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(06262016, 01:58 PM)Thomas Ray Wrote: I went back over my previous comments to see if I had misspoken, and led you to believe I said 'the result of a measurement is a direction.' I could find no such statement. I seem to have misinterpreted your "When taking a physical measurement, ... one unavoidably records the result in a direction". Take into account that I'm not a native English speaker. I have, moreover, a lot of problems to make sense of what you write.
(06262016, 01:58 PM)Thomas Ray Wrote: Which tells me that you have not gone beyond the coin toss, balls in an urn, dicethrowing formulation of quantum theory. I think it is not a good style to speculate about what other people have done. Then, I don't even know any "coin toss, balls in an urn, dicethrowing formulation of quantum theory", the standard text books (like Landau Lifschitz, Dirac, Feynman) do not contain anything related with this.
(06262016, 01:58 PM)Thomas Ray Wrote: Don't let Richard Gill persuade you that the time parameter (more technically, the 'timelike correlated parameters' of HessPhilipp) plays no role; he's a statistician committed to quantum discontinuity. As evidence of this, ask him to define a measure space  he won't, and for a very simple reason: if space is eliminated as a parameter, spacetime goes with it, which leaves only 'an attempt to breathe in empty space' as Einstein put it, a probabilistic vacuum where things just happen. I'm unable to comment this because it does not make sense to me at all. Similar for the rest of the post. Sorry.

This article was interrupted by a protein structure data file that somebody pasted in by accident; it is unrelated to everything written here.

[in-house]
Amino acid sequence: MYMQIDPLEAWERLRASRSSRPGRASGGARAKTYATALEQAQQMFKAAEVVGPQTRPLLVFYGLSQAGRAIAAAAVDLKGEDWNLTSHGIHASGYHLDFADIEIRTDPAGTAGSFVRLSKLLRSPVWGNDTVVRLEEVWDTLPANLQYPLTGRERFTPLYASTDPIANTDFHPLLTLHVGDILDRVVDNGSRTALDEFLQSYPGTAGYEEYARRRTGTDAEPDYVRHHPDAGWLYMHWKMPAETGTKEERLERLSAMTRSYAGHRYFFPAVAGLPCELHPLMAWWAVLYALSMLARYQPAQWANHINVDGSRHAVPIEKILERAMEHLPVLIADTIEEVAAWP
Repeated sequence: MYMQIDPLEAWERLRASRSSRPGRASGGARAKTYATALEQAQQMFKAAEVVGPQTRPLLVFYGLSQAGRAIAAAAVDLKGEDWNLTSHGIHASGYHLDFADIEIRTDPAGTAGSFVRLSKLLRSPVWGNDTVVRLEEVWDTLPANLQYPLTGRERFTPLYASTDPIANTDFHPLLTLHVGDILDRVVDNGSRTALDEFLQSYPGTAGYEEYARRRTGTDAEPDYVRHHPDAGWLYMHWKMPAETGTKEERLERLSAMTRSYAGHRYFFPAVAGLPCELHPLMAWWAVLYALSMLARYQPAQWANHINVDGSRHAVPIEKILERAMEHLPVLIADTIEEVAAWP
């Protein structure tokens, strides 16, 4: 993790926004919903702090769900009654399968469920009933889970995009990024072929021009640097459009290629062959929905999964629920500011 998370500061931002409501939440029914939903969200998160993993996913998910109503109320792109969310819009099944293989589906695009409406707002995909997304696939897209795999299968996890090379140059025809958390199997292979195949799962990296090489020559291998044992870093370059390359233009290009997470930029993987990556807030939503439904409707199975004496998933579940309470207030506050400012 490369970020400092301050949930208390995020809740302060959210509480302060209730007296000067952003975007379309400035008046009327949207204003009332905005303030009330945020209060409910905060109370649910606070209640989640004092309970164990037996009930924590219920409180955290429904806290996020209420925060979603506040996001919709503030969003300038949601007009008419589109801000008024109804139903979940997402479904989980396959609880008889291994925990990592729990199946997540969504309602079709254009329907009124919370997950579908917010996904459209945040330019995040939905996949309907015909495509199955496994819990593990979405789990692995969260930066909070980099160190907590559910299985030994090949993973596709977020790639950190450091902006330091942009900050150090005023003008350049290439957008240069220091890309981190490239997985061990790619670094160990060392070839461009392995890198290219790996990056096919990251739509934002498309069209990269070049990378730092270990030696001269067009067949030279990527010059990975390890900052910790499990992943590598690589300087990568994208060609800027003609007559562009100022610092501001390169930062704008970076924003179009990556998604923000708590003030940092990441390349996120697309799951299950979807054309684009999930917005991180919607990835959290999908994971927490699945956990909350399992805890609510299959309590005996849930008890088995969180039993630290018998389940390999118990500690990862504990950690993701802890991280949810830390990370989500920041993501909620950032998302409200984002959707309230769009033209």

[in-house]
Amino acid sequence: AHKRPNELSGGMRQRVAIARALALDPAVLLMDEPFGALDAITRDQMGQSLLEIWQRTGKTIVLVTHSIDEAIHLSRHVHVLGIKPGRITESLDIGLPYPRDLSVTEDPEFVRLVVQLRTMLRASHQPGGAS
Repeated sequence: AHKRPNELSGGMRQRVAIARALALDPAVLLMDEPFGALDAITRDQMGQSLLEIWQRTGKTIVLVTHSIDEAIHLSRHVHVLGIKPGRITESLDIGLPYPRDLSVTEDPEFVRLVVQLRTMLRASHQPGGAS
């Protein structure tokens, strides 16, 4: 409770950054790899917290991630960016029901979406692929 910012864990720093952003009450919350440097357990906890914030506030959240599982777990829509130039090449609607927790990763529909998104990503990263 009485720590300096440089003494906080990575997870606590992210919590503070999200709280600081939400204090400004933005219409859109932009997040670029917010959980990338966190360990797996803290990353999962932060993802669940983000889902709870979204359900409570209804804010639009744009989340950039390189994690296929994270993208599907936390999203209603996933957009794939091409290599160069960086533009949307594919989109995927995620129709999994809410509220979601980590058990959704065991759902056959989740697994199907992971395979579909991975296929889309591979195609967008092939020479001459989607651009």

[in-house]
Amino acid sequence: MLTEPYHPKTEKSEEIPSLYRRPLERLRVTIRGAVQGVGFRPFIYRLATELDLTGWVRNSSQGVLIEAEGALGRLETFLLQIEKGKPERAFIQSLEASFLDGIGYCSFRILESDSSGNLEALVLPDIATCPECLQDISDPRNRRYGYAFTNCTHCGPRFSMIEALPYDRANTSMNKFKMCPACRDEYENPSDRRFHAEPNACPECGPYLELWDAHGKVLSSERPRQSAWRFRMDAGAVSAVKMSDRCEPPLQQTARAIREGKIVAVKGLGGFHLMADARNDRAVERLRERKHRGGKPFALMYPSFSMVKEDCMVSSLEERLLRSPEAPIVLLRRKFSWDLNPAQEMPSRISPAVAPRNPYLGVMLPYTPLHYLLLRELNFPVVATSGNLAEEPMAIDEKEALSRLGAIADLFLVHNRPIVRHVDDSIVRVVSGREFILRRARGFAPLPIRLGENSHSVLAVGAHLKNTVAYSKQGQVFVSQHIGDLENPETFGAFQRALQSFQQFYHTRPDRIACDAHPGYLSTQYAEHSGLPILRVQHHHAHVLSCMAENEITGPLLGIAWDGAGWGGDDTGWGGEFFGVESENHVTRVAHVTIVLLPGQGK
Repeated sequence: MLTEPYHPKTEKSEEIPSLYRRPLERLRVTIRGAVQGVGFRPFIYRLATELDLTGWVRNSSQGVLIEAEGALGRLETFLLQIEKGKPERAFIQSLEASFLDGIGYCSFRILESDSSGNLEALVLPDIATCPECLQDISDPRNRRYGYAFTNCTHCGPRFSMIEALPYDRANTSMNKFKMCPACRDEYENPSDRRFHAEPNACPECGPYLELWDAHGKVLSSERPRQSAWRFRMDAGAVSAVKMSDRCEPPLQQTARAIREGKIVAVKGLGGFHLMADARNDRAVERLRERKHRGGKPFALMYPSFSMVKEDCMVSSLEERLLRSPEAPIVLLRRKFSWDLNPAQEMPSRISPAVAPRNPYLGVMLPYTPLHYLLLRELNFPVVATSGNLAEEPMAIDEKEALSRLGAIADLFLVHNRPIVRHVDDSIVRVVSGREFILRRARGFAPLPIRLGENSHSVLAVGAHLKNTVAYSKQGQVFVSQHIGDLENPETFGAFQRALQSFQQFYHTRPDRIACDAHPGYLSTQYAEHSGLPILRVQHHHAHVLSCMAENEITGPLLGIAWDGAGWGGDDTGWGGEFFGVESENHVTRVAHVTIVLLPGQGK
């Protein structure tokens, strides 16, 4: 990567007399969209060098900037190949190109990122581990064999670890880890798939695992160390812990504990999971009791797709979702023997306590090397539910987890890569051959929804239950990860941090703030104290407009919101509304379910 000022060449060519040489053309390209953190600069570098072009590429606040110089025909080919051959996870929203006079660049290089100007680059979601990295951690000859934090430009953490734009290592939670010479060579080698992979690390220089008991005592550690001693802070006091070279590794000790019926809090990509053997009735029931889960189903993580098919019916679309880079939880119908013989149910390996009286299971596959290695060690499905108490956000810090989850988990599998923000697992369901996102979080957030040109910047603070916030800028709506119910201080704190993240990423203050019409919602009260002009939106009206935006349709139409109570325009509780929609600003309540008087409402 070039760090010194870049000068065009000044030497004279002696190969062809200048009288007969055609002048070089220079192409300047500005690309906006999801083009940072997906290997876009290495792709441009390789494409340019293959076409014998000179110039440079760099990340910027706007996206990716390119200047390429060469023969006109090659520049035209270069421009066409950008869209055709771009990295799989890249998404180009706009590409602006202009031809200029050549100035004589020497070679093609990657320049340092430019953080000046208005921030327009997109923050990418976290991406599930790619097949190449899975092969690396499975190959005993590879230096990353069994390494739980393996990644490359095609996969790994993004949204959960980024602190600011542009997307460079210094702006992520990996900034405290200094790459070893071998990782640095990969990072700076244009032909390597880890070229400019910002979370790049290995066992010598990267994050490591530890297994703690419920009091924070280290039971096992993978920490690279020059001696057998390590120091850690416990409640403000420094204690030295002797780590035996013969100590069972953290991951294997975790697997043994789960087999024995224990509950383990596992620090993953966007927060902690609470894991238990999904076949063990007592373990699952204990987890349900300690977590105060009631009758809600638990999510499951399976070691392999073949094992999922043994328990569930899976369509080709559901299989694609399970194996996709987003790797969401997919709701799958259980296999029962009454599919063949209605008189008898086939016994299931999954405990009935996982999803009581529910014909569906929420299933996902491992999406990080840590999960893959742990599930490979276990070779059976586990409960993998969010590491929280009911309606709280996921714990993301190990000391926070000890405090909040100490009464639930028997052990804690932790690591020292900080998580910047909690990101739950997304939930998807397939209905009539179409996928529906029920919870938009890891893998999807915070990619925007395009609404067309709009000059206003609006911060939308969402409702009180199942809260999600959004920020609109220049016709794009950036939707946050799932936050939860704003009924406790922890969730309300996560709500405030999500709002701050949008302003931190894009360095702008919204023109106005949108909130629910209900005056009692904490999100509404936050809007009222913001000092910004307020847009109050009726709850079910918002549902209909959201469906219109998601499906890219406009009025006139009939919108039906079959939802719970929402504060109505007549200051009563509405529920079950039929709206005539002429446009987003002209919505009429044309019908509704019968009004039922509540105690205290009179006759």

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Thanks for posting the reference for this interesting article.
The only problem: It has nothing to do with what you are saying, and Bell does not even have a theory  he has proven a famous theorem.
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(07022016, 07:41 AM)Schmelzer Wrote: Thanks for posting the reference for this interesting article.
The only problem: It has nothing to do with what you are saying, and Bell does not even have a theory  he has proven a famous theorem.
A theorem that only proves what it assumed in the first place. It may be famous, but it isn't important to physics.
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07022016, 04:22 PM
(This post was last modified: 07022016, 04:49 PM by gill1109.)
(07012016, 05:25 PM)FrediFizzx Wrote: http://phys.org/news/201607quantumbounds.html
http://journals.aps.org/prl/abstract/10....116.250404
http://arxiv.org/abs/1511.08144
"Classical Physics and the Bounds of Quantum Correlations"
Nice paper, thanks!
Indeed, nothing to do with Bell, but still good fun. By the way, not only nonlocal but also nonquantal (no binary outcomes...)
In the meantime, Joy Christian has revised his paper "Local Causality in a FriedmannRobertsonWalker Spacetime", present version is http://arxiv.org/pdf/1405.2355v4.pdf
He says on Fred's forum that it is moreover accepted by a journal.
The passage in the paper where the trick with the product of two limits is done is now hidden a bit more skilfully. Notice formula (58) where s_1 and s_2 are argued to be equal, leading in (59) to L(s_1, lambda)L(s_2, lambda) = 1. This result is then substituted inside a double limit as s_1 converges to a and s_2 converges to b in the transition from equation (62) to (63).